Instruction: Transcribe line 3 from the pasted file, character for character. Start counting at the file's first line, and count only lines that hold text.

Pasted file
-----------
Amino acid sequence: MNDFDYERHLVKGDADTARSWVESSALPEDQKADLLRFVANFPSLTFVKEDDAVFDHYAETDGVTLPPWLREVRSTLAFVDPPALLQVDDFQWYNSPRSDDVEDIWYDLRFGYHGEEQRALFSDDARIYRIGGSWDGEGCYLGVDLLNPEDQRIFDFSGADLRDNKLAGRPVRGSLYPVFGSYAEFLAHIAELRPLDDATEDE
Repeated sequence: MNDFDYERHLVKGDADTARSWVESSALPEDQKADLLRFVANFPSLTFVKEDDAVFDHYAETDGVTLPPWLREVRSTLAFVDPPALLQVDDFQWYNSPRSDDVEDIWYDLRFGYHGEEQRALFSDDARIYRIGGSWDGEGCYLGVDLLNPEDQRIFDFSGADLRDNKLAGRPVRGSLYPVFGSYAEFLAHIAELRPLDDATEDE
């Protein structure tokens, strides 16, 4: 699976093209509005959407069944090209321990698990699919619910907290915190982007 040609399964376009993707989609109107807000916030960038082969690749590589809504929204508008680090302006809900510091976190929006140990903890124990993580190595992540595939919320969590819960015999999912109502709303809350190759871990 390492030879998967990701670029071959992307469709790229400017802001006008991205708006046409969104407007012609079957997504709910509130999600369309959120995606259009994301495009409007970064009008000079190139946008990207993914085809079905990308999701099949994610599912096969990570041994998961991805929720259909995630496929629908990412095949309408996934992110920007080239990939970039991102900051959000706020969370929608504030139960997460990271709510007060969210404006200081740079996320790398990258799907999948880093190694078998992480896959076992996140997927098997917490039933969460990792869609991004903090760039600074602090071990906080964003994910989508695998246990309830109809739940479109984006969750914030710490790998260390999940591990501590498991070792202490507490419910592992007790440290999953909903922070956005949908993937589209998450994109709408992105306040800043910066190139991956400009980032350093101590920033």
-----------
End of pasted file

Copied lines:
């Protein structure tokens, strides 16, 4: 699976093209509005959407069944090209321990698990699919619910907290915190982007 040609399964376009993707989609109107807000916030960038082969690749590589809504929204508008680090302006809900510091976190929006140990903890124990993580190595992540595939919320969590819960015999999912109502709303809350190759871990 390492030879998967990701670029071959992307469709790229400017802001006008991205708006046409969104407007012609079957997504709910509130999600369309959120995606259009994301495009409007970064009008000079190139946008990207993914085809079905990308999701099949994610599912096969990570041994998961991805929720259909995630496929629908990412095949309408996934992110920007080239990939970039991102900051959000706020969370929608504030139960997460990271709510007060969210404006200081740079996320790398990258799907999948880093190694078998992480896959076992996140997927098997917490039933969460990792869609991004903090760039600074602090071990906080964003994910989508695998246990309830109809739940479109984006969750914030710490790998260390999940591990501590498991070792202490507490419910592992007790440290999953909903922070956005949908993937589209998450994109709408992105306040800043910066190139991956400009980032350093101590920033």